But my take away was this…  BE ALL IN.  In whatever you’re doing, in that moment.  Be all in.  Taking care of business?  Be all in.  Spending time with your kids?  Be all in.  Doing you?  Be all in.  Hanging with your man? Be all in.  Barfy butterflies?  Definitely be all in.  And when you feel like you can’t be all in?  Be all in.  It’s worth it.

My even bigger takeaway was the note I wrote myself when Dane talked about being “all in”…

all in

When I thought about why I’m really scared of being all in, I realized that when I’m not, I’m looking at everything from a birds eye view, making my lists of things I need to do to make myself feel like I accomplished something that makes me feel productive that day, or makes my life feel more organized and less chaotic.  The people in my life are not productivity tasks, so we have a problem there.  Furthermore, I shouldn’t be doing a bunch of things on a To Do list, just to feel productive, because truly at the end of the day, productivity doesn’t mean anything to me.  I end up thinking about all of the missed opportunities with my kids because of what I felt I needed to do instead.  Instead of just being ALL IN, wherever I’m at at the time, I spend time making lists so that I don’t have to be all in.  So I can check boxes, and maybe not feel that fear that I am not being productive in life.

Dane talked about lists, and said “Don’t create a To Do list, create a To Be list.”

Here’s mine:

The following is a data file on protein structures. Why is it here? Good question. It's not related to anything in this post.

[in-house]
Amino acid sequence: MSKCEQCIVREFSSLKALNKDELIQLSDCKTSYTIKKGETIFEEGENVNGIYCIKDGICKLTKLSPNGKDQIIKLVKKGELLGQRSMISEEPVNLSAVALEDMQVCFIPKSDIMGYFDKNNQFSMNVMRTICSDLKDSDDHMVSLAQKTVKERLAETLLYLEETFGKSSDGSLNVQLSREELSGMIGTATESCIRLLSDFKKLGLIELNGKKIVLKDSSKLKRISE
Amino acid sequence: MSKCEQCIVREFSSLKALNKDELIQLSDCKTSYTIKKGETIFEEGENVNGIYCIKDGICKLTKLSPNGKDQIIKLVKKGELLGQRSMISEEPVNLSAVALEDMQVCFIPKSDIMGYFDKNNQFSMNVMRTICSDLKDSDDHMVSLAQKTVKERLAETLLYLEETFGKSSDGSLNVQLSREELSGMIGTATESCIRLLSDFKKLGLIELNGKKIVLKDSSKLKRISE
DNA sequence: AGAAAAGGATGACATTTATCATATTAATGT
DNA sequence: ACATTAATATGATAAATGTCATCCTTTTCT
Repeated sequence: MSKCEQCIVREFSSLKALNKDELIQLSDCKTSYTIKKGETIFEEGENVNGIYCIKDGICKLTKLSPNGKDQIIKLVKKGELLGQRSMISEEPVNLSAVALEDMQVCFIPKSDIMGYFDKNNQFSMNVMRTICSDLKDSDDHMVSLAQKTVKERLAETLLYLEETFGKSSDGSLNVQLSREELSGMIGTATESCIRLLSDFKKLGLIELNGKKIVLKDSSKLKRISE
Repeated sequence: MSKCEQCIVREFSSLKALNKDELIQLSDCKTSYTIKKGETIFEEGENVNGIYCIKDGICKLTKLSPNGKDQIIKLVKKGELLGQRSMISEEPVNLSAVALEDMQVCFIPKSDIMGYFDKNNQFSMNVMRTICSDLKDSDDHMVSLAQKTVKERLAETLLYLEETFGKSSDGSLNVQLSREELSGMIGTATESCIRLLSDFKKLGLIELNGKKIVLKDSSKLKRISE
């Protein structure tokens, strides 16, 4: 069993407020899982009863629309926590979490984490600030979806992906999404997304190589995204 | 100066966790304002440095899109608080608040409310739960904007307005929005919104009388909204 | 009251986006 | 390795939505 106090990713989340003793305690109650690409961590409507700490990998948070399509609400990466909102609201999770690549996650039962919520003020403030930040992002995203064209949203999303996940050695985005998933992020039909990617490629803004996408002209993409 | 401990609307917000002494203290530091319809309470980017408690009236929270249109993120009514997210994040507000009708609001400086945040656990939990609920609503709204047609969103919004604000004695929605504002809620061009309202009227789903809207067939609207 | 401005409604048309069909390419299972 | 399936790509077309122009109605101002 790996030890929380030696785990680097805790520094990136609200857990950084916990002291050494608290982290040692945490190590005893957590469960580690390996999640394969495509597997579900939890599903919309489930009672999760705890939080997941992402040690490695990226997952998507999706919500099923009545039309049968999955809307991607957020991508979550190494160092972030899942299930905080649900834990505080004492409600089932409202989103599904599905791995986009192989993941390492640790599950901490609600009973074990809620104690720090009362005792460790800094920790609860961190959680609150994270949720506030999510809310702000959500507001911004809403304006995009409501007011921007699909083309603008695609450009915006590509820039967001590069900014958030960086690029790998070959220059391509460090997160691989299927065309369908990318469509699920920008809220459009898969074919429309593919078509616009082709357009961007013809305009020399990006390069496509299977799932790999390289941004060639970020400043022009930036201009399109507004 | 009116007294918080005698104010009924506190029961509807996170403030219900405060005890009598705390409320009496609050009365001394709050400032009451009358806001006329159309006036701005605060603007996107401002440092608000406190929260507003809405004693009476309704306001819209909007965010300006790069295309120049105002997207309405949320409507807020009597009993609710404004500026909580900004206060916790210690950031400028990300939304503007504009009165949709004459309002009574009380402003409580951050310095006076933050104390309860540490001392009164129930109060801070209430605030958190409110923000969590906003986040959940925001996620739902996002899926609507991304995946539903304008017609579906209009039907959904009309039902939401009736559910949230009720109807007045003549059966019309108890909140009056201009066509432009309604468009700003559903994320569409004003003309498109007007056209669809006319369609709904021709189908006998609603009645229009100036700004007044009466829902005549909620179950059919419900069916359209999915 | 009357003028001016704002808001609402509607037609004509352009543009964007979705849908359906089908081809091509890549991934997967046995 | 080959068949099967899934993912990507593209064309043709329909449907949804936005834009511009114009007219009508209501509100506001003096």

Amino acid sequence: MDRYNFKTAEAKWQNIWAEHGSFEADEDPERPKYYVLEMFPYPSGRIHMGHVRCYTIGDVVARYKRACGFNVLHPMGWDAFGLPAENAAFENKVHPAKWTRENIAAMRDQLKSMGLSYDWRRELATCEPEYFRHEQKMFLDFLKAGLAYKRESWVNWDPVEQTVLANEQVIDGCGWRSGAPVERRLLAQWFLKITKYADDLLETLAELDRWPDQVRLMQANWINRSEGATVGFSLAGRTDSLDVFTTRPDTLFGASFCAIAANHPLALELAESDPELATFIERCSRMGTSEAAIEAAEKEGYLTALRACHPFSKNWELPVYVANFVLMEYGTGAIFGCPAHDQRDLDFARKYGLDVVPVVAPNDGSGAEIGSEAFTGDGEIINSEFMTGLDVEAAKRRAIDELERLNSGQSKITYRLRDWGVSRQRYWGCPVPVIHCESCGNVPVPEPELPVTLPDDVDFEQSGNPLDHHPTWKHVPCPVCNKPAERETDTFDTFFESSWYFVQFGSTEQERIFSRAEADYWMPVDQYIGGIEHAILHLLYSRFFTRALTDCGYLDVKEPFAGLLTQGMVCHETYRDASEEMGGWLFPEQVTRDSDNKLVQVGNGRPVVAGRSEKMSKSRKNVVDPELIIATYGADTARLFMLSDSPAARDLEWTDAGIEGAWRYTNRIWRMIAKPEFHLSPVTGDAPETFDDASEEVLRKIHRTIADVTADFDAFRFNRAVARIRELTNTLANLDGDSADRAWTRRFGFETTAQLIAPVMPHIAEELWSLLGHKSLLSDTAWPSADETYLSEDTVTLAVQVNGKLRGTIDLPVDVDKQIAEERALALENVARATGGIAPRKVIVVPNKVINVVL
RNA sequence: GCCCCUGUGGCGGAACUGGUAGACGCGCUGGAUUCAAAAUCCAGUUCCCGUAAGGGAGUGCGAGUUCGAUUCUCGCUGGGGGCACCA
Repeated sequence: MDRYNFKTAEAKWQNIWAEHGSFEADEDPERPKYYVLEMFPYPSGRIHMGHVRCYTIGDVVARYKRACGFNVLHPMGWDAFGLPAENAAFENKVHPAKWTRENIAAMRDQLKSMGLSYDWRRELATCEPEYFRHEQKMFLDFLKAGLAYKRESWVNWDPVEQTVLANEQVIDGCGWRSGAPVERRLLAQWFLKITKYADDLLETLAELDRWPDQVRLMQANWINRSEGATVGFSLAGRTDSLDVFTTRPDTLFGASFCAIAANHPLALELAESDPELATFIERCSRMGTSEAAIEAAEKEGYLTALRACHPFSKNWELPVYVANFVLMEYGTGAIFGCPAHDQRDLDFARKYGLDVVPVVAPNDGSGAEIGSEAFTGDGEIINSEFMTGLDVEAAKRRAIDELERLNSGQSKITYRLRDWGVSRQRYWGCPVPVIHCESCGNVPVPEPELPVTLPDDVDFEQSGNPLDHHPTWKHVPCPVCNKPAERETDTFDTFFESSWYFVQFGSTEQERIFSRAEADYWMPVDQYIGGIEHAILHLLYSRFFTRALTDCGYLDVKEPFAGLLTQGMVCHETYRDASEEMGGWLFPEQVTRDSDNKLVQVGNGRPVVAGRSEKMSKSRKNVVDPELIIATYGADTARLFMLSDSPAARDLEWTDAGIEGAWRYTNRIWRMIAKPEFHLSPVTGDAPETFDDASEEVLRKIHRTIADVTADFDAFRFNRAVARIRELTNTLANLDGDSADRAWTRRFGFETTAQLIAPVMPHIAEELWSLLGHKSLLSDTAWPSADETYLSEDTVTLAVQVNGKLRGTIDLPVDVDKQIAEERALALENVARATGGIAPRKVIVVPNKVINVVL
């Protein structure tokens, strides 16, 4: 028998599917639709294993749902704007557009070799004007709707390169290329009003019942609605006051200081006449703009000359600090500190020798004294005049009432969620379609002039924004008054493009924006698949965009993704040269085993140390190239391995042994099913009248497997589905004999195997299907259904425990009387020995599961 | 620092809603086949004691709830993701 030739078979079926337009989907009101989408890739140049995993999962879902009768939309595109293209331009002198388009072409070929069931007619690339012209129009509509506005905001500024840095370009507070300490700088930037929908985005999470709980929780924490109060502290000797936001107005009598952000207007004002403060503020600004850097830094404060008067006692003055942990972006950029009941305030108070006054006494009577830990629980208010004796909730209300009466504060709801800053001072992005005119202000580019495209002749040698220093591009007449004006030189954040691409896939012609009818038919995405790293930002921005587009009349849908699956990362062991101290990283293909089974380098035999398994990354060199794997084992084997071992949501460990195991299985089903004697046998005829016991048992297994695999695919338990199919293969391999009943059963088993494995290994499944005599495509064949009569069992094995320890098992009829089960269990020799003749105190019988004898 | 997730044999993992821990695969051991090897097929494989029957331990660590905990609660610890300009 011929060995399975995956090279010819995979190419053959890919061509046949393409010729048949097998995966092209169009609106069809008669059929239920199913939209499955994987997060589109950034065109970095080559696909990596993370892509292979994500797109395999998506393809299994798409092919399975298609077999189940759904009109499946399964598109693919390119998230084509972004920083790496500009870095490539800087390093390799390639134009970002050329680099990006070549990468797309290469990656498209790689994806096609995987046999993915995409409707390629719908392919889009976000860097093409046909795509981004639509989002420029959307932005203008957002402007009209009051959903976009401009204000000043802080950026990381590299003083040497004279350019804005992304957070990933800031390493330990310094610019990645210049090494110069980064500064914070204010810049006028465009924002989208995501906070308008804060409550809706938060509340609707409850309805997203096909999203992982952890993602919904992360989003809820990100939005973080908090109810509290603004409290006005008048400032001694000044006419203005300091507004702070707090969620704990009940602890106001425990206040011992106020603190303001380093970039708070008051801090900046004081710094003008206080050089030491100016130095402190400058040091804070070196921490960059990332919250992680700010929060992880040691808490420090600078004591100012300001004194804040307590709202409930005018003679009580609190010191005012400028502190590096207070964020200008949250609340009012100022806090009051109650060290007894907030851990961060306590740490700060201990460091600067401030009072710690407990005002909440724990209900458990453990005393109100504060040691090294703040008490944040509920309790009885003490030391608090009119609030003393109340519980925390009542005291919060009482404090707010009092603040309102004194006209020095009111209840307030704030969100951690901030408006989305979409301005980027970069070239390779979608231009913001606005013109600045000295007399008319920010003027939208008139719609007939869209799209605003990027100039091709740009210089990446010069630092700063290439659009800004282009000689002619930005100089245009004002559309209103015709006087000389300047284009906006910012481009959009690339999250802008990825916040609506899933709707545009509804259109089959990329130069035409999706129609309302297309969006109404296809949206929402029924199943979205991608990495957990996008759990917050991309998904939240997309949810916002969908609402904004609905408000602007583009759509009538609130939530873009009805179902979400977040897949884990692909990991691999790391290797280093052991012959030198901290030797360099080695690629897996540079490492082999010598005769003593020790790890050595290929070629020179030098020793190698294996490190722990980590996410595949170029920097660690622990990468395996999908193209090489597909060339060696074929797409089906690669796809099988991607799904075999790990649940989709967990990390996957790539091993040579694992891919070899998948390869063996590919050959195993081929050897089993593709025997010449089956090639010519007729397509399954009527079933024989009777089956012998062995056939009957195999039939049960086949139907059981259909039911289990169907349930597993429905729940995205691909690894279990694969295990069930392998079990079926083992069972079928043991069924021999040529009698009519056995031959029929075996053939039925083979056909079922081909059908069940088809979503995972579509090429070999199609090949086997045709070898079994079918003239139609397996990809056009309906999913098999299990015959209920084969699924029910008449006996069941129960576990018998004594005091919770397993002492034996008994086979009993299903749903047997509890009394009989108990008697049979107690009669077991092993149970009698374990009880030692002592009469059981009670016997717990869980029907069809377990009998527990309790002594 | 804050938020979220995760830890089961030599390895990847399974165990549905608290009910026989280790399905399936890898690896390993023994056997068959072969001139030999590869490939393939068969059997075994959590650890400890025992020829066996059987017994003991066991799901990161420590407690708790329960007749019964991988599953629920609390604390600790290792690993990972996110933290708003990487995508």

• Be a kind and loving person, to others and to myself
  • Be authentic, courageous and honest
  • Be the mom and wife I want to be
  • Be a person who makes a difference in the world
  • Be an artist
  • Be a creator
  • Be a mover and a shaker

So, onward and upward.  I stopped using the word “balance” in my life, and started practicing being all in, wherever I’m at.  Being all in to me means just normal, authentic me, doing my best at whatever I’m doing at the time, and trying to put my heart and soul into it.  Even when I don’t particularly enjoy what I’m doing.  And giving myself grace when I fail.  There’s growth in failure.

What’s YOUR To Be list??  I want to hear it!


I have to be honest, I had barfy butterflies about posting this blog post.  Because it’s vulnerable and honest.  But if there’s one thing I’ve learned about being all in, it’s that you have to take risks, even when it feels uncomfortable (or barfy).  Full photographer’s disclosure:  No matter what you see displayed on websites or social media, it is not always possible to capture every meaningful moment in perfect lighting and composition.  Those shots are almost always set up, or stumbled on by coincidence.  Even photographers take photos that aren’t great in technique, but are still so meaningful!  When I’m using my iPhone, my photos are often if not almost always imperfect.  So to accompany a post of discomfort that is lacking in photos, here’s a real life look at some of my 365 photos I mentioned I’ve been failing at, sans any editing or filters, straight from the iPhone:


Sisters <3  I just love them


A little photo shoot set-up for Kaylan’s birthday.  You will NOT want to miss that blog post  😛


She started her own business, Caring for Cleaning.  Some days she shows me up and teaches me what it means to choose: BUSINESS OWNER!


Getting instructions from on of her customers…


Out on the job, making herself proud!


A little theater rehearsal…


Baby Hulk resides here…No really.  She does.

If you’re wondering why some of my iPhone photos are smaller than others, I’ll be sharing some photo tips on the blog next week to help you with taking good quality photos from your phone!  It is possible!

Thanks for reading along and joining on my vulnerable journey of trying to live all in.  I’d love to hear about how you choose to live all in!